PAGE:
The all-engulfing jazz sound of Sanchez’s live performance soon rallied extra audience members, and he eventually became lost in a small sea of onlookers, sounding like a cross between Jools Holland and Tom Jones. The boogie-woogie set was refreshingly chilled-out, suiting the casual restaurant setting as people were able to simply sit and enjoy their meals, winding down the day in a soulful ambiance. Sanchez reminisced old stories from his time in acoustic band Big Town Playboys; mid-set, he declared he was there for the people and encouraged requests, leading to a unique performance of Chuck Berry’s Route 66, and producing a change of pace in the nevertheless entertaining afternoon.
West End Foyer
Attractive basement bar West Arena Foyer had a relaxed atmosphere – the ideal hub for Mitch Laddie. The audience reacted early to the John Mayer Trio-meets-Jimmy Hendrix-through-Walter Trout style by consuming Laddie’s free CD offerings within the first two minutes of the set. As purple shadows beautifully mirrored the band’s movements, Laddie quizzed the audience’s musical knowledge in a fun montage featuring The Rolling Stones’ Paint it Black. Laddie inhabited the soul of the blues as he performed and explained the lyrical significance of Gaye’s Inner City Blues – a song that clearly meant a lot to him: “It’s as important today as it was then. Unless you have money, it’s a struggle.”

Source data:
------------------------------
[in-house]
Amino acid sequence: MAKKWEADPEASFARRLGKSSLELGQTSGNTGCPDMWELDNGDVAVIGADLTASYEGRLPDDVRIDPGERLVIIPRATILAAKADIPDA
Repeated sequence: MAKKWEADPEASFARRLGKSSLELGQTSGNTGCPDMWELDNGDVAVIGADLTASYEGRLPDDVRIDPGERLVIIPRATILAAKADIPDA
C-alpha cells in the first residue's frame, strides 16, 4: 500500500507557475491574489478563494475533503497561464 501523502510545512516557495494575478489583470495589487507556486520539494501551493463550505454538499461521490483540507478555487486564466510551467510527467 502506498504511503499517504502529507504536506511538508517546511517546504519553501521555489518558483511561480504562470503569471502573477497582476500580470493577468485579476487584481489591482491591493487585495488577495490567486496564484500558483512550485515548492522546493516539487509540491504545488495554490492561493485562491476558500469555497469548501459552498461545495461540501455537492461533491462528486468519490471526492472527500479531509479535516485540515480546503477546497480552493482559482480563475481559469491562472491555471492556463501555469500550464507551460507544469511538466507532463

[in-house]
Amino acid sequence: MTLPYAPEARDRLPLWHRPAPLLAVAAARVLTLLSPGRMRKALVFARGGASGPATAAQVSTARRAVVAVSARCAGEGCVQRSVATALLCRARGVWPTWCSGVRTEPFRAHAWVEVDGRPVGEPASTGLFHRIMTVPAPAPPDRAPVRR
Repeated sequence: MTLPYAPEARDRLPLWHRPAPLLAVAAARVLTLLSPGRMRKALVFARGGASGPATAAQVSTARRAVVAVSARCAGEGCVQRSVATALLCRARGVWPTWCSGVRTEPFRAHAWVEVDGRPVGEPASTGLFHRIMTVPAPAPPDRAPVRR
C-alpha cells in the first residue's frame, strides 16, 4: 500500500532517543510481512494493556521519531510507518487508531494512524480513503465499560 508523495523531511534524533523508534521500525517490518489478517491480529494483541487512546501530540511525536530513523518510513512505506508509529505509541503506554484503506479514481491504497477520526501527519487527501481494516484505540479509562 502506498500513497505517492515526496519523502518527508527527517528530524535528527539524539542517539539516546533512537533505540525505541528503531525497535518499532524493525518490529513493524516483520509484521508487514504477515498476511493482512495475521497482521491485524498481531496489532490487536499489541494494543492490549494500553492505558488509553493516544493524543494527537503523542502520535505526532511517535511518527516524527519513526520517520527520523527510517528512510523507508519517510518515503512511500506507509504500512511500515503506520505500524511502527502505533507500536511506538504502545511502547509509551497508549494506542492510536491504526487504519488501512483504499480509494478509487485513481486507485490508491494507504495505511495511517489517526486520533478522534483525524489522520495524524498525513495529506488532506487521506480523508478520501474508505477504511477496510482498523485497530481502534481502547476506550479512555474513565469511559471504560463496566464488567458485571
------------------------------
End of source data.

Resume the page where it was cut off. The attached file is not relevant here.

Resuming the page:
Passion was also evident in the two succeeding acts, which both possessed exhausting songstresses. Becky Tate of BabaJack had red hair, free-spirited movements and bongo-tapping that recalled Florence Welch, but the music was raw, roots-orientated and had the spirit of Jefferson Airplane. Unfortunately for Tate, her voice fell foul to the common cold, hampering her performance.
Sparkly diva Koko Jean Davis ensured that her soul and funk band, The Excitements, lived up to their name as not only her audience, but also her 60s-style orchestra succumbed to her will. After introducing a dance-move called The Fishing Rope, her body actions became more important than her Gladys Knight vocals. Her electrifying stage presence began by mimicking Janelle Monae, before turning provocative when she started twerking and kicking at the crowd. Her powerful attitude and opinions on the mishaps of the male species were equally memorable.
Three floors up at the Coda Room, singer and television presenter Paul Jones and London broadcaster Robert Elms separately attempted to decode young blues artists. Jones interviewed 24-year-old Mitch Laddie fresh from the stage about the difficulties of musicians in North East England, while Robert Elm’s interview with Marcus Bonafanti was lighthearted and conversational with a shared love for the same musicians.
Fresh new blues-babies will be added to an array of music libraries this evening because Day Four at BluesFest proved the genre remains in good hands.
Keir Smith and Matt Taylor Hobbs
Photos: Rebecca Price
BluesFest is at the Royal Albert Hall until 31st October 2014, for further information or to book visit here.